I wasn't familiar with Wizenberg's earlier memoir, A Homemade Life (I have since read it and loved it). This book stands on its own. This second chapter is the story of helping her husband open a small artisanal pizzeria, while maturing in her young marriage. Plenty of original and frugal recipes are included, that touch on everything from local green market improvs to the craft cocktail trend. Fans of TV shows like "Restaurant Impossible" will love all of the detail about designing and outfitting a restaurant on the cheap. Who knew that a large Hobart mixer could cost as much as an SUV? The various fiascos with kitchen and waitstaff will be recognized by the millions who've worked in a restaurant. The author's doubts and tantrums and money worries are probably familiar to all owners of a small business.
— From Carla's Picks
The New York Times
bestseller from the author of A Homemade Life
and the blog Orangette
about opening a restaurant with her new husband: "You'll feel the warmth from this pizza oven...cheerfully honest...warm and inclusive, just like her cooking" (USA TODAY
When Molly Wizenberg married Brandon Pettit, he was a trained composer with a handful of offbeat interests: espresso machines, wooden boats, violin-building, and ice cream-making. So when Brandon decided to open a pizza restaurant, Molly was supportive--not because she wanted him to do it, but because the idea was so far-fetched that she didn't think he would. Before she knew it, he'd signed a lease on a space. The restaurant, Delancey, was going to be a reality, and all of Molly's assumptions about her marriage were about to change.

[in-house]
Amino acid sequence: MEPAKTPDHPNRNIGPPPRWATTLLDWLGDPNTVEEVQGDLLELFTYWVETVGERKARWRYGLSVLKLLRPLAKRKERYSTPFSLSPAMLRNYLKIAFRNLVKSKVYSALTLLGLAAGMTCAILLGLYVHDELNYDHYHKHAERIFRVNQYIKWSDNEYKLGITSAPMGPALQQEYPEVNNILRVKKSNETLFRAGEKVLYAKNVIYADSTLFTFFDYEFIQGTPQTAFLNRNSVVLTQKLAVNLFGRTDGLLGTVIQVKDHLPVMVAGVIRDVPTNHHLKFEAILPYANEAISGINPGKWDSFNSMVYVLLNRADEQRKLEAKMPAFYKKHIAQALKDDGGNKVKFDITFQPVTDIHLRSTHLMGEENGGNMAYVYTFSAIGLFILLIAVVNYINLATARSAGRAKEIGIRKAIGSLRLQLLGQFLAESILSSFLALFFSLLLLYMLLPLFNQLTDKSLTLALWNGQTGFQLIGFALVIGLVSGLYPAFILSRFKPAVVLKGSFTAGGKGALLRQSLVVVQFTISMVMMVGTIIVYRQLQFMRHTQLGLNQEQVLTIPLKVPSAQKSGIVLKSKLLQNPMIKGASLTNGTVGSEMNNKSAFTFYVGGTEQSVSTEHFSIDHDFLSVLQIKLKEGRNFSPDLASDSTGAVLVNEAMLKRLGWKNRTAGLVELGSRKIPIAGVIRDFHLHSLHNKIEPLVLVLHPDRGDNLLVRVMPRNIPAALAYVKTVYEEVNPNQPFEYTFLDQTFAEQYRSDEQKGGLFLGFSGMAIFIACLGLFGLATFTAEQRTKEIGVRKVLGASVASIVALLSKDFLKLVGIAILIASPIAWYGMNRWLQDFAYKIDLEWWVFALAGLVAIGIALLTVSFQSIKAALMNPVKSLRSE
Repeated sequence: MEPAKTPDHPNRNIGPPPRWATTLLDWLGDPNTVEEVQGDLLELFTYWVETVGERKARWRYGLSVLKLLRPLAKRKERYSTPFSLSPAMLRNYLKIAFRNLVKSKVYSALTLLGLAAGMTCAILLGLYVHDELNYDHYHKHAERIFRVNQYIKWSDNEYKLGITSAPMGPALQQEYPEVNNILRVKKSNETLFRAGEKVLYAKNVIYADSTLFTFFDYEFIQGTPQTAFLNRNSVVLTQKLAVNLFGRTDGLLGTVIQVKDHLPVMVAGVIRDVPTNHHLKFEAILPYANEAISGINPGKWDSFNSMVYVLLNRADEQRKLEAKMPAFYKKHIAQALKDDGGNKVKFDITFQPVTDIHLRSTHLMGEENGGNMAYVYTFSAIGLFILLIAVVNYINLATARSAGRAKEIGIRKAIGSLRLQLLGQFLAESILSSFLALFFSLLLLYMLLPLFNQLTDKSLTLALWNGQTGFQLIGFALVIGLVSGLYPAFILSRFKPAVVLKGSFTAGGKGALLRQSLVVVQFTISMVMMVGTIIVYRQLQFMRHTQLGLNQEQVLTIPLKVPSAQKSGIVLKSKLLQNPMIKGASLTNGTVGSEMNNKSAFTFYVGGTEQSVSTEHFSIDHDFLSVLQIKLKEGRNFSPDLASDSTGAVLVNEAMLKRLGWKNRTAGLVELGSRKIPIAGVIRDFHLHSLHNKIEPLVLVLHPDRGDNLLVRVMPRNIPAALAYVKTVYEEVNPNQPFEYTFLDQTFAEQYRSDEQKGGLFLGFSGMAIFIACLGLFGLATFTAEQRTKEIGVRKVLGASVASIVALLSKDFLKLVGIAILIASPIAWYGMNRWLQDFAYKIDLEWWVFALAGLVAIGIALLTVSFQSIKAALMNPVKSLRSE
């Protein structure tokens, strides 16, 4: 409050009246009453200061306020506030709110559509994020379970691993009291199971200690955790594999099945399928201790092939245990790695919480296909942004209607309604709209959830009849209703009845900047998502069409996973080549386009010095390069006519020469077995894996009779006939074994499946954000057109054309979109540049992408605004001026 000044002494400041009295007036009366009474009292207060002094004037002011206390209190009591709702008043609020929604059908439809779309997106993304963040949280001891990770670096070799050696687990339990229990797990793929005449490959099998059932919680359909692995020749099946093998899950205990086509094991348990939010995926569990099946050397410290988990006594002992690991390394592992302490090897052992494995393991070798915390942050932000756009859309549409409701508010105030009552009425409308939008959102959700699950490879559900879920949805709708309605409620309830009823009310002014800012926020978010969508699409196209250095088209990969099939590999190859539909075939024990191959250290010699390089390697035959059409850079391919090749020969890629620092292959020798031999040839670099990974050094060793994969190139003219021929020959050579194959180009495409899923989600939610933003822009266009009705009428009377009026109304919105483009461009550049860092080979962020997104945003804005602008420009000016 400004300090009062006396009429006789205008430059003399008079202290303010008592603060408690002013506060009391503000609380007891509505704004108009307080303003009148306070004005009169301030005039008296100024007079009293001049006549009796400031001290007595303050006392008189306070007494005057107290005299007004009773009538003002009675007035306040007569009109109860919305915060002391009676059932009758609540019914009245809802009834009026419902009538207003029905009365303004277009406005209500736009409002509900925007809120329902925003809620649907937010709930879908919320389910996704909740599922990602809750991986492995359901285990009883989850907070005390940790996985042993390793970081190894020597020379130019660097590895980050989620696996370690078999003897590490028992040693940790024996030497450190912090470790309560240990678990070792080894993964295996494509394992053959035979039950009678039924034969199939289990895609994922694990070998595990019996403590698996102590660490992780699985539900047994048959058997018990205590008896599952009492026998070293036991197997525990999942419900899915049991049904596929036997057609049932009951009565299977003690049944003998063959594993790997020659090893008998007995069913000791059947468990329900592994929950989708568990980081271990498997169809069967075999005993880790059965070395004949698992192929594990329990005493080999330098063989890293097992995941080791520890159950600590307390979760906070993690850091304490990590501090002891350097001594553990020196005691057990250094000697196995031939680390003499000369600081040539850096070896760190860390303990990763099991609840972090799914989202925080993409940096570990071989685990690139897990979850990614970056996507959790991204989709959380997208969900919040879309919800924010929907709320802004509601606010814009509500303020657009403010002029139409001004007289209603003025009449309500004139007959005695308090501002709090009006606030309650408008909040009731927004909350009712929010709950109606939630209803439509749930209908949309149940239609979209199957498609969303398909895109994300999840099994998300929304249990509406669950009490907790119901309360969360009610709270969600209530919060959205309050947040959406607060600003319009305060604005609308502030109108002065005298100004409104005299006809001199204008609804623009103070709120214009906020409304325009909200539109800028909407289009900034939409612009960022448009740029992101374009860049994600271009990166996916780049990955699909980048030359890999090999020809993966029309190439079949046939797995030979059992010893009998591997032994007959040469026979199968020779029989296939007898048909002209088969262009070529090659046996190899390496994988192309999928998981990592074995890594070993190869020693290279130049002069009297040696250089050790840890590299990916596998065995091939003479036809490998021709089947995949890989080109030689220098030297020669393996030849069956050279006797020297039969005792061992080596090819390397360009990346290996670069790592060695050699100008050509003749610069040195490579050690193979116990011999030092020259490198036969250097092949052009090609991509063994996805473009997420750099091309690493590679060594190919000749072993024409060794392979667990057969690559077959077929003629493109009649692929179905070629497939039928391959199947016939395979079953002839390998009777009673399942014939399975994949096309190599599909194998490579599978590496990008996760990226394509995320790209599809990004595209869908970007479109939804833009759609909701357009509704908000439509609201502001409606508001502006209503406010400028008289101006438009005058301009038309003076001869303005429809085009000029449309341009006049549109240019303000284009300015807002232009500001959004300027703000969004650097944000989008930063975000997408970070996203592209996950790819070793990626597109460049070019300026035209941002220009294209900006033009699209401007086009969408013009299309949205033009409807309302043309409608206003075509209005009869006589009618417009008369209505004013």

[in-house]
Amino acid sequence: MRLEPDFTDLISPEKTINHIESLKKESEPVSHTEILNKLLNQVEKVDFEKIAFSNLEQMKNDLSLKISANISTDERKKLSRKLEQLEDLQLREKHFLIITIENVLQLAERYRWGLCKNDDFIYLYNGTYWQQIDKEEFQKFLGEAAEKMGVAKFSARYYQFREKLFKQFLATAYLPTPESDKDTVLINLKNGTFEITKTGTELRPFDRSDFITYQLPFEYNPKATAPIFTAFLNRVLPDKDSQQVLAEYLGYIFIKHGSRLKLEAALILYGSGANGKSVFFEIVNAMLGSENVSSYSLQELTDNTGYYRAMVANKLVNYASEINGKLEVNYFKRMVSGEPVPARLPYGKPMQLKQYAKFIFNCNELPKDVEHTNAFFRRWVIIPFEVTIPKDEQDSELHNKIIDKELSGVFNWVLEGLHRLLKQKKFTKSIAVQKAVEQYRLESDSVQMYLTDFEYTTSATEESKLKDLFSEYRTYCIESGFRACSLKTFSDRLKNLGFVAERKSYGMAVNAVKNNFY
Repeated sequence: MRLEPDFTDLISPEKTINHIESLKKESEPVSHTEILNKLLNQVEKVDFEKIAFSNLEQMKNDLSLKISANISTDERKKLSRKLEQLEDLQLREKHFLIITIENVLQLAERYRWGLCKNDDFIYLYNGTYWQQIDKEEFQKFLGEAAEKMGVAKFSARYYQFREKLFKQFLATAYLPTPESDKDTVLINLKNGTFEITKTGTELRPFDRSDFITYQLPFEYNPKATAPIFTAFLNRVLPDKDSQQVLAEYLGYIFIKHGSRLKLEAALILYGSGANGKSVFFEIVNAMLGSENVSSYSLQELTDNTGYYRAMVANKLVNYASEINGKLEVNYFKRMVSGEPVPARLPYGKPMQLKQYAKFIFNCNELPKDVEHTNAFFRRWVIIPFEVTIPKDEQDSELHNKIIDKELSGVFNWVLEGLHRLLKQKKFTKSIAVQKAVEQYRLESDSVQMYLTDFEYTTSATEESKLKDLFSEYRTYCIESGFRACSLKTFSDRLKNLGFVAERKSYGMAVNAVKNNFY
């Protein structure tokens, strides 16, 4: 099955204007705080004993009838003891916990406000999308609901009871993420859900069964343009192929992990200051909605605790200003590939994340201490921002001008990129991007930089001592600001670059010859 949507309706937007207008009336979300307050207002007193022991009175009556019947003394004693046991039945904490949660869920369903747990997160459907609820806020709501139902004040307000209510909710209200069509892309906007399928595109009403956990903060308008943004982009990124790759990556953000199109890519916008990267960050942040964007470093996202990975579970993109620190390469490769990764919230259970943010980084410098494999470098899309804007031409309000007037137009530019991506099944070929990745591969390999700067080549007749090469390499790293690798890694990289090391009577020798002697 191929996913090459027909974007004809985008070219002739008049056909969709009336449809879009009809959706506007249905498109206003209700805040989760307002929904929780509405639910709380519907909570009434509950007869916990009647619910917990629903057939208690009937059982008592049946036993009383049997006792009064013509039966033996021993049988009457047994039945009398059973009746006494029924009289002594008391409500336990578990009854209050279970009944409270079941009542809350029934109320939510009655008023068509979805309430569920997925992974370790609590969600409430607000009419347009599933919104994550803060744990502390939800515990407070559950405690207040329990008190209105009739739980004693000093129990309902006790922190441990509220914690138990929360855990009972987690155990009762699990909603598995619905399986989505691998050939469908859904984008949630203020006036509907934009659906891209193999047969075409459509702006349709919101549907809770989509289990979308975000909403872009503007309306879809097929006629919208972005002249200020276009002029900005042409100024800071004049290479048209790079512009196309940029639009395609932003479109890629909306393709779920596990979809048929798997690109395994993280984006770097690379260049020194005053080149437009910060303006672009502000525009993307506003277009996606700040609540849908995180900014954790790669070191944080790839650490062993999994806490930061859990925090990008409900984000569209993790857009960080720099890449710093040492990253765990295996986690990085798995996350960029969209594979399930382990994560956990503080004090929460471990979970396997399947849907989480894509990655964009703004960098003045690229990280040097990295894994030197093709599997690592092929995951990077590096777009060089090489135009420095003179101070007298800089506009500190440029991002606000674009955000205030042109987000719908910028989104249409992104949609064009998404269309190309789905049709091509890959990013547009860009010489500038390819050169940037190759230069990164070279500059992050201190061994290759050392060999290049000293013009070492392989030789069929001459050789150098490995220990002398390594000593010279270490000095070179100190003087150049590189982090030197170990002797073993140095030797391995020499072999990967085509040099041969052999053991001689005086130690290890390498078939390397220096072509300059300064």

Together they built Delancey: gutting and renovating the space on a cobbled-together budget, developing a menu, hiring staff, and passing inspections. Delancey became a success, and Molly tried to convince herself that she was happy in their new life until--in the heat and pressure of the restaurant kitchen--she realized that she hadn't been honest with herself or Brandon.
With evocative photos by Molly and twenty new recipes for the kind of simple, delicious food that chefs eat at home, Delancey
explores that intimate territory where food and life meet. This moving and honest account of two people learning to give in and let go in order to grow together is "a crave-worthy memoir that is part love story, part restaurant industry tale. Scrumptious" (People